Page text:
BC Ferries adds Wi-Fi service at 14 ferry terminals including Salt Spring, Nanaimo

BC Ferries adds Wi-Fi service at 14 ferry terminals including Salt Spring, Nanaimo
The Long Harbour BC Ferries terminal on Salt Spring Island is shown in this undated Google Street View image.

BC Ferries says work is complete on the installation of free Wi-Fi service at a number of ferry terminals on Vancouver Island and the Gulf Islands.

The project was made possible through a $1.5-million grant from the Ministry of Citizens Services’ Connecting British Columbia program, which aims to keep smaller coastal communities connected.

It brings the total number of terminals with free Wi-Fi to 21. The 14 terminals that had Wi-Fi recently added include:

  • Cormorant Island (Alert Bay)
  • Cortes Island (Whaletown)
  • Denman Island East (Gravelly Bay)
  • Gabriola Island (Descanso Bay)
  • Galiano Island (Sturdies Bay)
  • Mayne Island (Village Bay)
  • Nanaimo (Nanaimo Harbour)
  • Pender Island (Otter Bay)
  • Port Hardy (Bear Cove)
  • Quadra Island (Heriot Bay)
  • Salt Spring Island (Long Harbour)
  • Salt Spring Island (Vesuvius Bay)
  • Saturna Island (Lyall Harbour)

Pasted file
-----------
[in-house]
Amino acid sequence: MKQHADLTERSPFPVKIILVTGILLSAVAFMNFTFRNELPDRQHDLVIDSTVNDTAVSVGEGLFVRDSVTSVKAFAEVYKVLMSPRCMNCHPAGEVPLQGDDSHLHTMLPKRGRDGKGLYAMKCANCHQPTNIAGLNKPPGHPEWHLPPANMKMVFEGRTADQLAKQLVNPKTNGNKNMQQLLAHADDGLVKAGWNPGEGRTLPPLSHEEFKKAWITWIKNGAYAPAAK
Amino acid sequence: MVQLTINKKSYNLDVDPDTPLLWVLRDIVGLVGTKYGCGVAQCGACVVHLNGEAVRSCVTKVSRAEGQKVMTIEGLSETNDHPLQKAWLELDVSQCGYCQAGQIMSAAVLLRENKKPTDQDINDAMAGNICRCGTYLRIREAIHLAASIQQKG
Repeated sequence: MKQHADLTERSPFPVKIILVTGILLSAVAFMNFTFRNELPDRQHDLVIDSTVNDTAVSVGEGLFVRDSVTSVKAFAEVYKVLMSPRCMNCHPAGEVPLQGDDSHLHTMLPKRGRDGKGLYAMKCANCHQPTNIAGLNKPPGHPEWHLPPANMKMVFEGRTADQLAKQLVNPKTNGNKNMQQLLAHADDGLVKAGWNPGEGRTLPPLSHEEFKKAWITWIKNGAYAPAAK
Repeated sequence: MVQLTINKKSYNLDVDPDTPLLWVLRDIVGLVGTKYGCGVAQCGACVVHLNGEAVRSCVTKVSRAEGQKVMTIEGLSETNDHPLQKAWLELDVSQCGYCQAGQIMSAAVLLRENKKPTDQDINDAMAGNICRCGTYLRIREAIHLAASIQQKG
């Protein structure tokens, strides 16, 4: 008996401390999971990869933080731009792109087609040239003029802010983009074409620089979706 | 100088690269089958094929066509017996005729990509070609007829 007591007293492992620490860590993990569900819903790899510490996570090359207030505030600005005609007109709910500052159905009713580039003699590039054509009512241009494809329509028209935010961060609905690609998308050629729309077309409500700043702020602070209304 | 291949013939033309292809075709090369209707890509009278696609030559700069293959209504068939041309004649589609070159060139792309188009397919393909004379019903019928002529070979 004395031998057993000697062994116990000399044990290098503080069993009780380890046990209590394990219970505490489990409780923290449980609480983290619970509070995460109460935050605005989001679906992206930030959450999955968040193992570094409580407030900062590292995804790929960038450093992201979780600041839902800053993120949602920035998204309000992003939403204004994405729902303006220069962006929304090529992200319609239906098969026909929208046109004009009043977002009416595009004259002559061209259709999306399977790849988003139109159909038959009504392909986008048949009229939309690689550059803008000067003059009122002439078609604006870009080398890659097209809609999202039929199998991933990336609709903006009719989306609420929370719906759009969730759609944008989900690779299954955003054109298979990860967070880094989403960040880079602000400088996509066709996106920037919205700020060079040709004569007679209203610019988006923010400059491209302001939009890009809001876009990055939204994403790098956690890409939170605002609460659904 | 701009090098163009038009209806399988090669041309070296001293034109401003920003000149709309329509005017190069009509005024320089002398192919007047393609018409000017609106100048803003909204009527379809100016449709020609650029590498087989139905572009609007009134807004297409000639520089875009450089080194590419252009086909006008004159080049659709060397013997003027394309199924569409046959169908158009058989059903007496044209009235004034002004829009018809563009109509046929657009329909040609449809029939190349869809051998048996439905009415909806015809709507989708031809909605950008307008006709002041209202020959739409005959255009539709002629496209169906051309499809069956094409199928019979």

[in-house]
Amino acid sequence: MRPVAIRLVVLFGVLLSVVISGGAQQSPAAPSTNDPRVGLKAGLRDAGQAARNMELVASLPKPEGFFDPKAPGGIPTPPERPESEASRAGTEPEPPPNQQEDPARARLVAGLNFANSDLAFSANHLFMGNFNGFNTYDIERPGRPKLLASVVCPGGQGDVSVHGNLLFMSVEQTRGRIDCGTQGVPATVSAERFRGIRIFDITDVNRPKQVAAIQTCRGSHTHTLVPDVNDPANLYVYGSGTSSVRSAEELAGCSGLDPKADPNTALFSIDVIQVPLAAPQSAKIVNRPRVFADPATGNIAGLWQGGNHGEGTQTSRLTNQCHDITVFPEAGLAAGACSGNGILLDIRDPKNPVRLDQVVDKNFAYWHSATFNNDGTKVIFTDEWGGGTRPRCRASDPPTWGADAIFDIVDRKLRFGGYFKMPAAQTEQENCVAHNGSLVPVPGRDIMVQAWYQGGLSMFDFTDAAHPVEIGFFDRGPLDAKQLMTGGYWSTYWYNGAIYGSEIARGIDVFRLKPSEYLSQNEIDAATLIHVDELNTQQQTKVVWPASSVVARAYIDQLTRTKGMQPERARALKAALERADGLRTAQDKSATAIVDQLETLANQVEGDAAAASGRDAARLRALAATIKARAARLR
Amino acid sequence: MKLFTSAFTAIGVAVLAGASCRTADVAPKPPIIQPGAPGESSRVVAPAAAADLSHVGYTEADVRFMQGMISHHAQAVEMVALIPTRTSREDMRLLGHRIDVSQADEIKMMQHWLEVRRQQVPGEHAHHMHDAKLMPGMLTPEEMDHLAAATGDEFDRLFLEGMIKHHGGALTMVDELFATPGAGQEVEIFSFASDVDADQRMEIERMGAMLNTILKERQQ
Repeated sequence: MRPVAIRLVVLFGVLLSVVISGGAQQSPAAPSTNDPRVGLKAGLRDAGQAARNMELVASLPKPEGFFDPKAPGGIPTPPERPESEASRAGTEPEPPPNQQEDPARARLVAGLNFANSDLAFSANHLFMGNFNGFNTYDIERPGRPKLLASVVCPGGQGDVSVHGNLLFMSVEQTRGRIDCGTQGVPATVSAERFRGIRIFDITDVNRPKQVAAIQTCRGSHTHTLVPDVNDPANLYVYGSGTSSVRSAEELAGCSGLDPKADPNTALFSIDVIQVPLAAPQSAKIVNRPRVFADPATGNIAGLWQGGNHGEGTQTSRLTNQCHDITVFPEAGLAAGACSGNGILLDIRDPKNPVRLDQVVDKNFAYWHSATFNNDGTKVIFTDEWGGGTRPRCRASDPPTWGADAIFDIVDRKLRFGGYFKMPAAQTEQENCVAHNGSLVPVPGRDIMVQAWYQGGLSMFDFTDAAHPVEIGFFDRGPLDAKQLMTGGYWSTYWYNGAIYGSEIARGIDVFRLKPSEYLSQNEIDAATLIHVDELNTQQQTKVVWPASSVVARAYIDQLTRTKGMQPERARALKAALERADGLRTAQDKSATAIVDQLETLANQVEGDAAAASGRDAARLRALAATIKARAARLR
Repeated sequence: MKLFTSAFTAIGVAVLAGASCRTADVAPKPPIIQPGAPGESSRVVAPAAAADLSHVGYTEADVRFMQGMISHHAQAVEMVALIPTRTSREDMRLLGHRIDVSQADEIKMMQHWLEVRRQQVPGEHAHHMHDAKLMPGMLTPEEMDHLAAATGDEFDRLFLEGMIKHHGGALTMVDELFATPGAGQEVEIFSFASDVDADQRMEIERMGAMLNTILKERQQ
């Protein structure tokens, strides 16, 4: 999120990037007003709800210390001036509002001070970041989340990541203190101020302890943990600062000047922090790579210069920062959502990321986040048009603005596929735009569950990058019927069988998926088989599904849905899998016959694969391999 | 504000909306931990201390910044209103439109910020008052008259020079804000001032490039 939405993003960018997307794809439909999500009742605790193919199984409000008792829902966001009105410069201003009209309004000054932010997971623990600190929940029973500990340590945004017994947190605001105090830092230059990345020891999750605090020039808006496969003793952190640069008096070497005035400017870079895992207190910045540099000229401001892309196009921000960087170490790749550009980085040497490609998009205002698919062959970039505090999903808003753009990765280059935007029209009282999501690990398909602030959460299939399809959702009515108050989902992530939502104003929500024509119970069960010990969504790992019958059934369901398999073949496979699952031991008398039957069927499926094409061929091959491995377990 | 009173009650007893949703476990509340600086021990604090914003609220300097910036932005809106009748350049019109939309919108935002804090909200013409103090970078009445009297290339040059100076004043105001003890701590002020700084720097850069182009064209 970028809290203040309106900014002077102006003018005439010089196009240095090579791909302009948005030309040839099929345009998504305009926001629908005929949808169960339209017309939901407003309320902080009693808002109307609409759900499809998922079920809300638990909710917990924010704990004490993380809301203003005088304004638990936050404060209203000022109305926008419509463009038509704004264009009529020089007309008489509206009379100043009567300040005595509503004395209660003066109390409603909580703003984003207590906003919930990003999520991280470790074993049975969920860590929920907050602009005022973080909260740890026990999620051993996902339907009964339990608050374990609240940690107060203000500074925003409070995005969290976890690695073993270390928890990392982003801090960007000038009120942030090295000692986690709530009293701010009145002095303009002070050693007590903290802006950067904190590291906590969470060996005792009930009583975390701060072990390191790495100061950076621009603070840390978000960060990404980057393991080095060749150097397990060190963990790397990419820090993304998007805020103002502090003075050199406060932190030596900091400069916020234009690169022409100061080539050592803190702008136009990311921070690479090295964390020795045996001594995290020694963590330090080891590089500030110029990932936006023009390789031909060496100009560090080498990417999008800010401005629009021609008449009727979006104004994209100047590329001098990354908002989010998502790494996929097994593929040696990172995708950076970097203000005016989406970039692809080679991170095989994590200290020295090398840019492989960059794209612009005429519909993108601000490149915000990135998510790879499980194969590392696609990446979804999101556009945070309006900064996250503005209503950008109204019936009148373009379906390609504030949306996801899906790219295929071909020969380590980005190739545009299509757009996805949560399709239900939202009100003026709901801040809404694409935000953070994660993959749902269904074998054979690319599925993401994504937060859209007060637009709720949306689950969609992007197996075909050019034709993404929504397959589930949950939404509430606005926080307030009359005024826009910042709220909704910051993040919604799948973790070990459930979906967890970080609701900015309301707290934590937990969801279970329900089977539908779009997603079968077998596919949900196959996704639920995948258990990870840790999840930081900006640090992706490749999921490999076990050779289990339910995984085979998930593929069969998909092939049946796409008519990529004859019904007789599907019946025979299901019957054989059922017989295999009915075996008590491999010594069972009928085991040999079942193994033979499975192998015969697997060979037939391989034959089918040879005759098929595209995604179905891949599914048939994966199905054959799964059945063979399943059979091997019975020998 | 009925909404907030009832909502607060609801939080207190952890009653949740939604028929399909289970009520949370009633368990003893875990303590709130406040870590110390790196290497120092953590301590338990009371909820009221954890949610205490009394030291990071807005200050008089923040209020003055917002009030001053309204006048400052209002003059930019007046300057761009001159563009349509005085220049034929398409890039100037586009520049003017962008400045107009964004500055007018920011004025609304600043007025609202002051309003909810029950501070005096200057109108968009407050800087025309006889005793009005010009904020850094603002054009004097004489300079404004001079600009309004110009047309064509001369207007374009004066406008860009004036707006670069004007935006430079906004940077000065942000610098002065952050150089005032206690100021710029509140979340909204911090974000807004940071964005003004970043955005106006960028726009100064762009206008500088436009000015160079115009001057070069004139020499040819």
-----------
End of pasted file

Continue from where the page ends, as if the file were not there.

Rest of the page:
• Vancouver Island (Buckley Bay)

“The access to free Wi-Fi allows people travelling the ability to connect for work, leisure or general trip information while waiting for their ferry or upon arriving at their destination,” BC Ferries said in a statement.

However the company is warning Wi-Fi users that it will never ask for credit card details or personal information in order to use the networks.

“Consider any unlocked Wi-Fi network claiming to be “bcferries” and asking for credit card or personal information to be malicious. Report any suspicious networks to a BC Ferries’ terminal attendant or the Chief Steward’s Office,” it said.

However, BC Ferries still doesn’t seem to be planning to re-add internet access to its fleet of vessels after removing the service last year.

The company says in order to do that, it would need to upgrade and certify new wireless network radios that would result in a high cost, one it would need to pass on to customers.

It says that when it introduced onboard Wi-Fi in 2010, about 40 to 50 people where accessing it, whereas over 900 people were using it per trip last year before it was shut down.

Jeff LawrenceJeff Lawrence

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